|Home||Audio Books & Poetry | Community Audio | Computers & Technology | Grateful Dead | Live Music Archive | Music & Arts | Netlabels | News & Public Affairs | Non-English Audio | Podcasts | Radio Programs | Spirituality & Religion|
|Anonymous User (login or join us)|
This audio is available in streaming format
chris phillips -
Some of the early Playing's are the most infectious.
This is one of the better Keith '71 shows for sure. Do enjoy!
Cozmic Ed -
So many highlights to this show but the Other One/MAMU/Other One is mindblowing.
Subject: Go to '72
High energy show with some real nice versions of some songs, but compare any highlights here to '72.
Some significant sound problems.
How 'bout that "Day Tripper" and "White Rabbit" after Brown Eyed Woman? Great home-town ease.
To Evan S. Hunt (from Bobby): "Give that man 5 bucks as he leaves."
Subject: Great Show
Very Funky Tennessee Jed, and a Killer NotFadeAway
Subject: Freakin' Fantabulous!
Absolute gem of a show. Hard to even pinpoint the highlights but the Other One->Uncle->Other One is special and transitions better than I would have thought.Fantastic Dark Star and NFA->GDTR combo. Also sheck out the gorgeous Comes a Time where Jerry sings "got an empty cup" in falsetto... I did a double take (or the audio version of one anyways). I'll definitely be revisiting this show again soon.
Subject: NFA > GDTRFB > NFA !!!
Hard to believe Keith had only played a handful of shows at this point. Absolutely rip-roaring NFA > GDTRFB > NFA . . . certainly one of the best of the pre-hiatus years, with 8-22-72 a close second (they launch into Bo Diddley after GDTRFB in that one). If you love NFA > GDTRFB, check out 6-8-77, too (Winterland 77 box set). Unreal.
Subject: My First Review
I'm a newcomer to archive.org and have streamed or downloaded about a hundred recordings in the past few months. I'm making this show my first review. THIS is what it's all about. AMAZING! What a night it must have been and how fortunate are we to have this now.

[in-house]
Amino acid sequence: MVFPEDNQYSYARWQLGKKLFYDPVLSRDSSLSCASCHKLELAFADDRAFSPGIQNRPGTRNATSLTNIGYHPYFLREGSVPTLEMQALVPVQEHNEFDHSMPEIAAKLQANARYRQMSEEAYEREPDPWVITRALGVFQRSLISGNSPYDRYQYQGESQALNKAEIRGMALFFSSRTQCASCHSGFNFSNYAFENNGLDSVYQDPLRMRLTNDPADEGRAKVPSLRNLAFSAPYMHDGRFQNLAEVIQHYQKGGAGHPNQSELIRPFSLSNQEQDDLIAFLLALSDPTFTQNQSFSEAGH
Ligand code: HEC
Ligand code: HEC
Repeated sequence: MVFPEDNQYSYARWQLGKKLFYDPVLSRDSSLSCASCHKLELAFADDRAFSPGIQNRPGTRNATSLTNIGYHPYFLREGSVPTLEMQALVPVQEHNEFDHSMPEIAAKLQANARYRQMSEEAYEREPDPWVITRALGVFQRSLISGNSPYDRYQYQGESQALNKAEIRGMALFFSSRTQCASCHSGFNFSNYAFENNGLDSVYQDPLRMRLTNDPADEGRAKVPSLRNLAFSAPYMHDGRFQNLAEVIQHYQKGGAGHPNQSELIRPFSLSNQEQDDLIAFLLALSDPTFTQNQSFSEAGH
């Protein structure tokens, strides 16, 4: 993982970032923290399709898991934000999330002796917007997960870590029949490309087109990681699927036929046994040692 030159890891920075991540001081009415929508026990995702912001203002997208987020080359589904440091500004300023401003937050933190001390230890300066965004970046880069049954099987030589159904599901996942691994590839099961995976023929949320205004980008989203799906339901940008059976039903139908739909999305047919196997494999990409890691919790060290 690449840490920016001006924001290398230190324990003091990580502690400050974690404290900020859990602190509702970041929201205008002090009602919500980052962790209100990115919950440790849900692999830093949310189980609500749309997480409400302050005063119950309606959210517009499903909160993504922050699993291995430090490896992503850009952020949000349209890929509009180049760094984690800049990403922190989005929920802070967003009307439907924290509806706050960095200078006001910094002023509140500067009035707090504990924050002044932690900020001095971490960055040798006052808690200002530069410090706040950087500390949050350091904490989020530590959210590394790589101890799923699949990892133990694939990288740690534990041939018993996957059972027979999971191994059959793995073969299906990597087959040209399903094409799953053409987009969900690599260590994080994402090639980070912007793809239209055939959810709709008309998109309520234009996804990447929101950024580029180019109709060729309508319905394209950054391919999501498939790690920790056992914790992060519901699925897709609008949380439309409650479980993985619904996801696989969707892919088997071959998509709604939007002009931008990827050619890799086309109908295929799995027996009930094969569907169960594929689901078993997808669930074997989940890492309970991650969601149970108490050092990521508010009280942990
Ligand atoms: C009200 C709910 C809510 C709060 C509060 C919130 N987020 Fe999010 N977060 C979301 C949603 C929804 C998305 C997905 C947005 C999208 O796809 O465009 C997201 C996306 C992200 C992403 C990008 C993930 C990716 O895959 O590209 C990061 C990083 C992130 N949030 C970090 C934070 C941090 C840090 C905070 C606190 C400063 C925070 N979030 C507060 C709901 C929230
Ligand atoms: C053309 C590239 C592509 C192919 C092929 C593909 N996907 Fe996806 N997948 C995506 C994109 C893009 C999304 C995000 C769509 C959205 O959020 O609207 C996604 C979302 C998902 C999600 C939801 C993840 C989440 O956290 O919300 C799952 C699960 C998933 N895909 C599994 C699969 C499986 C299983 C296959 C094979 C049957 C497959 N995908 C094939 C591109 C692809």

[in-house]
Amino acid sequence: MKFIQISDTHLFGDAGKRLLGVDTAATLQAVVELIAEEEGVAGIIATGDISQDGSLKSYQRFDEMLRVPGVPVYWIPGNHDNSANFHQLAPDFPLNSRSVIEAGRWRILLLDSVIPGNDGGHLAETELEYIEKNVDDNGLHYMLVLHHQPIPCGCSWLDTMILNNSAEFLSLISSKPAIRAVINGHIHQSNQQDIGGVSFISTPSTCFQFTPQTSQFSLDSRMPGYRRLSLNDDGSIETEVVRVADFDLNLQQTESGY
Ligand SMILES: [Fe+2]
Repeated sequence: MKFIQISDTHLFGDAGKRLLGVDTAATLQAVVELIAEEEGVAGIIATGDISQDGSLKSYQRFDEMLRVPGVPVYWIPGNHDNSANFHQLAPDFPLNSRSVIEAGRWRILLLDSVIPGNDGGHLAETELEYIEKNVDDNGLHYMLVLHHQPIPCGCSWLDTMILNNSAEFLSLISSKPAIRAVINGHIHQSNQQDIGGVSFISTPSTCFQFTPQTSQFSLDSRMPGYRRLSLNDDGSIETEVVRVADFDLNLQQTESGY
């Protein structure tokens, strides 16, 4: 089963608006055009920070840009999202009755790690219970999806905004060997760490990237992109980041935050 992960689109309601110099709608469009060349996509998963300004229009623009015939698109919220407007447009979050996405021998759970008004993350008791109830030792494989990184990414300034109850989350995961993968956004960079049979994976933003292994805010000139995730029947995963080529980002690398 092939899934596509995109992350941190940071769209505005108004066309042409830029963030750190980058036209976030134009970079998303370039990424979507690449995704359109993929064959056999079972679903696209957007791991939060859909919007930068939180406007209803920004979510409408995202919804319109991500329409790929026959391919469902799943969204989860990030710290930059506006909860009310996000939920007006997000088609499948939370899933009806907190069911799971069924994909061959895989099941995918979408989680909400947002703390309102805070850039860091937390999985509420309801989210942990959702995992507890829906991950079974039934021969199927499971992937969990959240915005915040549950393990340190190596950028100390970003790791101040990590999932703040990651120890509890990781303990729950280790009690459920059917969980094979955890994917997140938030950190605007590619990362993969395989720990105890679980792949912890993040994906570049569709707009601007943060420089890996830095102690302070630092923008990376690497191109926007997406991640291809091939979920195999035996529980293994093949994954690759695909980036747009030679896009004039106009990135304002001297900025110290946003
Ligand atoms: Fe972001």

This show is so good, even the short songs are brimming with unbridled jamming energy. There is an beautiful aura surrounding this night.
Play this one LOUD. It's magic. Phenomenal.
Cliff Hucker -
Subject: One of the all time greats!
Sure there are a few dropouts, and the keyboards are slightly distorted at times, this pre-FM file should sound better. But this is still one of the very best shows of 1971, and one of the all time great performances! The Dark Star> Other One medley just might be the coolest suite of music played during '71, and the NFA> GDTRFB> NFA could be a best ever. (99 pts inspite of the sonic issues)
Subject: The GRATEFUL DEAD "Live On Stage" November 7, 1971 at the Harding Theatre, San Francisco, CA, U.S.A.
Here's one way to download this show:
The IA recommends users of Windows XP view this web-page with RealPlayer.
RealPlayer is a free media player you can download at www.realplayer.com.
Using RealPlayer to view this webpage, click the VBR M3U link to open the songs in the Playlist. If your Playlist is not open, open it by clicking the Playlist icon at the lower right hand corner of RealPlayer. Once the songs are in the Playlist, double click the song to play it, then click the record button at the lower left hand corner of Realplayer to record it.
When the red line reaches the other end click the stop button to download the song. Your song is in the RealPlayer Downloads folder. Repeat these steps for each song.
I like the mix of this show better than the other one. My review of the other recording of this night mentions Keith's piano and some distortion problems. I don't hear those problems with this mix, thanks Mike Lai.